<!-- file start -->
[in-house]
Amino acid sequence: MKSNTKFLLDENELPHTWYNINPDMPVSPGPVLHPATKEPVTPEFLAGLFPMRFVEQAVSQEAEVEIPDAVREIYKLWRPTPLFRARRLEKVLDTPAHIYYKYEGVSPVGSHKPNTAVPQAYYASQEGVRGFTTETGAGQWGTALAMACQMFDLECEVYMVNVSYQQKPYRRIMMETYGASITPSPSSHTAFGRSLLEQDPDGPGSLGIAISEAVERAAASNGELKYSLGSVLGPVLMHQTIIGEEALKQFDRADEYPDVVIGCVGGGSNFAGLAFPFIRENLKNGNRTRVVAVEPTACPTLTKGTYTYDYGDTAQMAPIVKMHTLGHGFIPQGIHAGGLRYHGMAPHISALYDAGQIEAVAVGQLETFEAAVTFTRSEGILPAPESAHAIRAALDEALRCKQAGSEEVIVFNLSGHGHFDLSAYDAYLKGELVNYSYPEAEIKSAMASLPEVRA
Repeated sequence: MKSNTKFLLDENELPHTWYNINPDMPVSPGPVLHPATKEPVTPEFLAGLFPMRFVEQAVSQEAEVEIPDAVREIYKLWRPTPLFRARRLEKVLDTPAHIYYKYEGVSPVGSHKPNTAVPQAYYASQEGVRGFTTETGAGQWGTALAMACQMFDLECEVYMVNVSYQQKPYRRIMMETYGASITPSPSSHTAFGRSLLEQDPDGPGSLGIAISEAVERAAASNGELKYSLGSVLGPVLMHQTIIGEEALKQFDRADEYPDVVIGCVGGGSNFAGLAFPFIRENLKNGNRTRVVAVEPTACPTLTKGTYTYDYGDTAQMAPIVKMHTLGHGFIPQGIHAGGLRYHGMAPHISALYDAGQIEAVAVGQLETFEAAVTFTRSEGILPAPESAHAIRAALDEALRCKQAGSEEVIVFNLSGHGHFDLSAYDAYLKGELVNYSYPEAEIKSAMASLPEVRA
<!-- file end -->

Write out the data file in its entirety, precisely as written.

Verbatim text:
[in-house]
Amino acid sequence: MKSNTKFLLDENELPHTWYNINPDMPVSPGPVLHPATKEPVTPEFLAGLFPMRFVEQAVSQEAEVEIPDAVREIYKLWRPTPLFRARRLEKVLDTPAHIYYKYEGVSPVGSHKPNTAVPQAYYASQEGVRGFTTETGAGQWGTALAMACQMFDLECEVYMVNVSYQQKPYRRIMMETYGASITPSPSSHTAFGRSLLEQDPDGPGSLGIAISEAVERAAASNGELKYSLGSVLGPVLMHQTIIGEEALKQFDRADEYPDVVIGCVGGGSNFAGLAFPFIRENLKNGNRTRVVAVEPTACPTLTKGTYTYDYGDTAQMAPIVKMHTLGHGFIPQGIHAGGLRYHGMAPHISALYDAGQIEAVAVGQLETFEAAVTFTRSEGILPAPESAHAIRAALDEALRCKQAGSEEVIVFNLSGHGHFDLSAYDAYLKGELVNYSYPEAEIKSAMASLPEVRA
Repeated sequence: MKSNTKFLLDENELPHTWYNINPDMPVSPGPVLHPATKEPVTPEFLAGLFPMRFVEQAVSQEAEVEIPDAVREIYKLWRPTPLFRARRLEKVLDTPAHIYYKYEGVSPVGSHKPNTAVPQAYYASQEGVRGFTTETGAGQWGTALAMACQMFDLECEVYMVNVSYQQKPYRRIMMETYGASITPSPSSHTAFGRSLLEQDPDGPGSLGIAISEAVERAAASNGELKYSLGSVLGPVLMHQTIIGEEALKQFDRADEYPDVVIGCVGGGSNFAGLAFPFIRENLKNGNRTRVVAVEPTACPTLTKGTYTYDYGDTAQMAPIVKMHTLGHGFIPQGIHAGGLRYHGMAPHISALYDAGQIEAVAVGQLETFEAAVTFTRSEGILPAPESAHAIRAALDEALRCKQAGSEEVIVFNLSGHGHFDLSAYDAYLKGELVNYSYPEAEIKSAMASLPEVRA